Some things are more important than a high school diploma.
That’s what Lou Schipper realized back in the 1940s. He was a high school student then, just 17, and he sacrificed a lot for his education.
Schipper lived in Aurora, Indiana, far from St. Xavier High School in Cincinnati. Every morning he walked a full mile from his rural home to the train station. Then he rode into Cincinnati in time for his first class of the day.
Before he could graduate, though, Japanese forces attacked the U.S. naval base at Pearl Harbor. Schipper was just 17, but he knew he had to do something to help in this epic struggle for freedom. He took his last commute home from St. Xavier and walked into the recruiter’s office. Instead of graduating, Schipper elected to serve his nation.
Schipper shipped out with the United States Naval Construction Forces, nicknamed the Seabees. He served in the Pacific Theater, where he built roads and took care of the war machines that helped save the West from fascism.
The Seabees earned the gratitude of other branches of the military as well as the folks back at home.
“The Marines had a sign on the side of the road that said, ‘When we march into Tokyo, it will be on the road that the Seabees built,” Schipper told news site Cincinnati.com.
After the Allies’ victory over the Axis, Schipper took his discharge from the Navy.
That was in October 1946. He went back home and found work as an electrician.
Schipper never worried about his lack of a high school diploma. The economy was booming. Schipper has a knack for fixing things, and he was always able to find good-paying work.
For fun, Schipper restored Model T cars. He once built an entire bus using wood from trees on his family farm.
Schipper retired in 1984—more time to work on his vehicles. Then, when he was 90 years old, he ran into an old high school friend of his.
George Wood remembered Schipper fondly.
“He was the only freshman in the class who was interviewed with callouses on his hands because that farm boy knew how to do a day’s work,” Wood told Cincinnati.com. “We were comfortable high school kids sitting on our you-know-whats when he was fighting the war over there in the Pacific.”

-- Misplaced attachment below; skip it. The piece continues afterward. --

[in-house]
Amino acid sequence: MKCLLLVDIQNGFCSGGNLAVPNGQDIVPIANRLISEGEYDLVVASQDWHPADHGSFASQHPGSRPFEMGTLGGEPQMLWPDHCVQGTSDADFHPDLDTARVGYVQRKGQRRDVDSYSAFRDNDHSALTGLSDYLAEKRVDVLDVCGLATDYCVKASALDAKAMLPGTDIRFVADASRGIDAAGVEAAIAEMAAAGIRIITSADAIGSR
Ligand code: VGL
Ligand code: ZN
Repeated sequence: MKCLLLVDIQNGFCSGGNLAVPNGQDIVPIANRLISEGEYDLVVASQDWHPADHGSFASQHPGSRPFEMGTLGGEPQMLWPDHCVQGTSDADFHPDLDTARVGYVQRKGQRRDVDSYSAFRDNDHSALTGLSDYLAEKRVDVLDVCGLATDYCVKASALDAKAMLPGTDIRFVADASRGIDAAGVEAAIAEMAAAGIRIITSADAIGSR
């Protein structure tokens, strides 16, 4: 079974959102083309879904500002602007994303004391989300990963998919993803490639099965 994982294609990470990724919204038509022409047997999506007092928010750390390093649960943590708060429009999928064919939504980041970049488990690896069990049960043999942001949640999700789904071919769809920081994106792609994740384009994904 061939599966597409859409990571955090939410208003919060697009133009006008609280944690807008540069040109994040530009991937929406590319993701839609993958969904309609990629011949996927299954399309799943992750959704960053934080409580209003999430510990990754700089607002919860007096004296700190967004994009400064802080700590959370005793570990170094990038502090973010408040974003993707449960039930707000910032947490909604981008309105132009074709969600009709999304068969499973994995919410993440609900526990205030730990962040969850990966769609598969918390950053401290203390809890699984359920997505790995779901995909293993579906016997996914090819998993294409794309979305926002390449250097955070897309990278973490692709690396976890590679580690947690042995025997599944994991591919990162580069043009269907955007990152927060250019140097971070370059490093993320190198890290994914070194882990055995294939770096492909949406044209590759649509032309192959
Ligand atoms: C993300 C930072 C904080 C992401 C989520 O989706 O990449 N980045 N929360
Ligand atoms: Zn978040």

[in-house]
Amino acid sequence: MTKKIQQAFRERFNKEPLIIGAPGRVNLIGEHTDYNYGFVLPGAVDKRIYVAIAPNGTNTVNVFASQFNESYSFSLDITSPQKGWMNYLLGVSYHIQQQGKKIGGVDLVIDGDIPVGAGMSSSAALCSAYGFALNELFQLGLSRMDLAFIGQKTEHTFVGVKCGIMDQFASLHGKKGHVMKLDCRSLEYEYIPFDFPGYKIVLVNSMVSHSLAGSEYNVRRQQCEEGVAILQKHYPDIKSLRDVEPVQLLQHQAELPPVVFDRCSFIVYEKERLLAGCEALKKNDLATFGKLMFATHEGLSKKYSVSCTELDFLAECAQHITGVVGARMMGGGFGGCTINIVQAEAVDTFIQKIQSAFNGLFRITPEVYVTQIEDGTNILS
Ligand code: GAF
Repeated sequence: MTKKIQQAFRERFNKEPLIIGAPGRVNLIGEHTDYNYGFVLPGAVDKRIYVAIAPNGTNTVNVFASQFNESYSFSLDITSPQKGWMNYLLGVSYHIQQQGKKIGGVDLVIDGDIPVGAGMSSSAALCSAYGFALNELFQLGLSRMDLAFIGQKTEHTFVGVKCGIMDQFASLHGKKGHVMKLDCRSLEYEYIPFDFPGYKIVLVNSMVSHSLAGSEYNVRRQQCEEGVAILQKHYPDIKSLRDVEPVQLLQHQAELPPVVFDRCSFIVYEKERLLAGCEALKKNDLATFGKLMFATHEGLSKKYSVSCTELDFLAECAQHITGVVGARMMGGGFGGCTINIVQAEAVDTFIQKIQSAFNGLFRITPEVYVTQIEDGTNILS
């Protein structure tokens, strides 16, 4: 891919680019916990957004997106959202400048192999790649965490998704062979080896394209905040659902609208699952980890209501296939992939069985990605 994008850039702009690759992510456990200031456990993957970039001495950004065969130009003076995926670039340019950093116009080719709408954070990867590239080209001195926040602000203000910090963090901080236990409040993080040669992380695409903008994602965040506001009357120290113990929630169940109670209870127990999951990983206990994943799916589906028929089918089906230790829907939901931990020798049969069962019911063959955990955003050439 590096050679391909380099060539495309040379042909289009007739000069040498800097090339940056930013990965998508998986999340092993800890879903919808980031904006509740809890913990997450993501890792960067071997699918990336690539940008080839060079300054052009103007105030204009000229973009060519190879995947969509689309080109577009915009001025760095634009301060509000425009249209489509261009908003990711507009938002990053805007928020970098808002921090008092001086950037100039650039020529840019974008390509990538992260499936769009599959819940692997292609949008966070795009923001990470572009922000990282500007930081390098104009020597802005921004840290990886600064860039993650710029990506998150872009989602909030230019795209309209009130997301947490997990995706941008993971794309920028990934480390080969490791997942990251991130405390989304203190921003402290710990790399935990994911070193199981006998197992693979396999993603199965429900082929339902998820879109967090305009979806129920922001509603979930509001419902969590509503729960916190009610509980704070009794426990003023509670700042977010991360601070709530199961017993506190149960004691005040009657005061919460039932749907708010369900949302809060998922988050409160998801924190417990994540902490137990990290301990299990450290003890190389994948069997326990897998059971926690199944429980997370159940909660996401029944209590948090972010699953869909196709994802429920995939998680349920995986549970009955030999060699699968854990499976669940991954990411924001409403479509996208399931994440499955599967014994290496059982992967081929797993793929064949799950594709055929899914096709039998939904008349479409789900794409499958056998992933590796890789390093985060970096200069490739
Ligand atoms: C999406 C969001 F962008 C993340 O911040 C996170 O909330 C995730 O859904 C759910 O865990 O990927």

Wood had heard rumors of a program that awarded high school diplomas to World War II veterans.
He thought of Schipper. Wood contacted the administration at St. Xavier High School, who readily agreed to issue a diploma to this veteran.
Schipper played it cool. His wife, Dottie, said that he acted indifferent to the piece of paper.
He said, ‘What the hell do I need with a diploma,'” she said. “‘I’m 90 years old! Do you want me to get a resume and go to work now?’ He didn’t act like he was really excited, but he was really excited.”
Behind his joking facade, Schipper understood that this diploma symbolized a nation’s gratitude for his service during World War II. He attended a celebration in his honor at the residential facility where he lives. Tony Schad, vice president of advancement at St. Xavier High School, made the trip to deliver the diploma in person.
Schad was almost too overwhelmed to get through his speech.
“Mr. Louis Schipper, on behalf of your classmates from St. Xavier High School, class of 1946, the faculty, staff, and administration, I’m happy to officially welcome you to the long blue line, St. X,” a choked-up Schad said.
Schipper sat dressed in a black graduation robe. He even wore the standard-issue mortarboard hat.
At 90 years old—nearly 70 years after he dropped out of school to fight the good fight—Schipper finally received his diploma. He expressed gratitude to the school and his community.
“I really appreciate it,” Schipper said. “I never thought I’d make it.”
He very nearly didn’t. When he was first deployed in the Pacific, Schipper’s platoon came under enemy fire. He took refuge behind a log on the beach.
“I can still see the log I got behind when I got off the troop carrier,” he said. “I can still see that thing. I think I could draw it. It saved my life.”
Thanks to that log, Schipper returned home to a full, happy life, complete with a high school diploma. He just had to wait a few decades for the honor.